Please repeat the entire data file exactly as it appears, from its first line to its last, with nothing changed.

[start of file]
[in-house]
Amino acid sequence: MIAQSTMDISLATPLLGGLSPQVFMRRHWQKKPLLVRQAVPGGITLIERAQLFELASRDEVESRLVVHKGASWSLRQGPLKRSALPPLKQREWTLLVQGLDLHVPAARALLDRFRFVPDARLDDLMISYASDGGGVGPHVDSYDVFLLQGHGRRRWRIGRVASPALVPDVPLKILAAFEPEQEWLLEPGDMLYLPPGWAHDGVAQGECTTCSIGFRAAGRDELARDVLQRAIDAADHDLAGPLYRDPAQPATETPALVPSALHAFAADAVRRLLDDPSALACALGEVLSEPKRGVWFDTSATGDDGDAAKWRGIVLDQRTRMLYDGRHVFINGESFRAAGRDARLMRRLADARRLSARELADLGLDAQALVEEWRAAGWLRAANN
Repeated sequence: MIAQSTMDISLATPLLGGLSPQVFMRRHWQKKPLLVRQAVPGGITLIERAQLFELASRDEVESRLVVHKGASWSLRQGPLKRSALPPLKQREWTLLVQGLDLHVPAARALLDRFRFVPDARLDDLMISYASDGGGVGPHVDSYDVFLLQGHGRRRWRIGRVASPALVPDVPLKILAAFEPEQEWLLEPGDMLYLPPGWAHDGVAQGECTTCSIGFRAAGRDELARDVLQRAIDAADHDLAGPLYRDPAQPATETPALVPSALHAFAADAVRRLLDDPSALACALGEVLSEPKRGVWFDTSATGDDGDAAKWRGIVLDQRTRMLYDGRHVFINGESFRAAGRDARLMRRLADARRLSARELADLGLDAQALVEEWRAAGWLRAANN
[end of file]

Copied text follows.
[in-house]
Amino acid sequence: MIAQSTMDISLATPLLGGLSPQVFMRRHWQKKPLLVRQAVPGGITLIERAQLFELASRDEVESRLVVHKGASWSLRQGPLKRSALPPLKQREWTLLVQGLDLHVPAARALLDRFRFVPDARLDDLMISYASDGGGVGPHVDSYDVFLLQGHGRRRWRIGRVASPALVPDVPLKILAAFEPEQEWLLEPGDMLYLPPGWAHDGVAQGECTTCSIGFRAAGRDELARDVLQRAIDAADHDLAGPLYRDPAQPATETPALVPSALHAFAADAVRRLLDDPSALACALGEVLSEPKRGVWFDTSATGDDGDAAKWRGIVLDQRTRMLYDGRHVFINGESFRAAGRDARLMRRLADARRLSARELADLGLDAQALVEEWRAAGWLRAANN
Repeated sequence: MIAQSTMDISLATPLLGGLSPQVFMRRHWQKKPLLVRQAVPGGITLIERAQLFELASRDEVESRLVVHKGASWSLRQGPLKRSALPPLKQREWTLLVQGLDLHVPAARALLDRFRFVPDARLDDLMISYASDGGGVGPHVDSYDVFLLQGHGRRRWRIGRVASPALVPDVPLKILAAFEPEQEWLLEPGDMLYLPPGWAHDGVAQGECTTCSIGFRAAGRDELARDVLQRAIDAADHDLAGPLYRDPAQPATETPALVPSALHAFAADAVRRLLDDPSALACALGEVLSEPKRGVWFDTSATGDDGDAAKWRGIVLDQRTRMLYDGRHVFINGESFRAAGRDARLMRRLADARRLSARELADLGLDAQALVEEWRAAGWLRAANN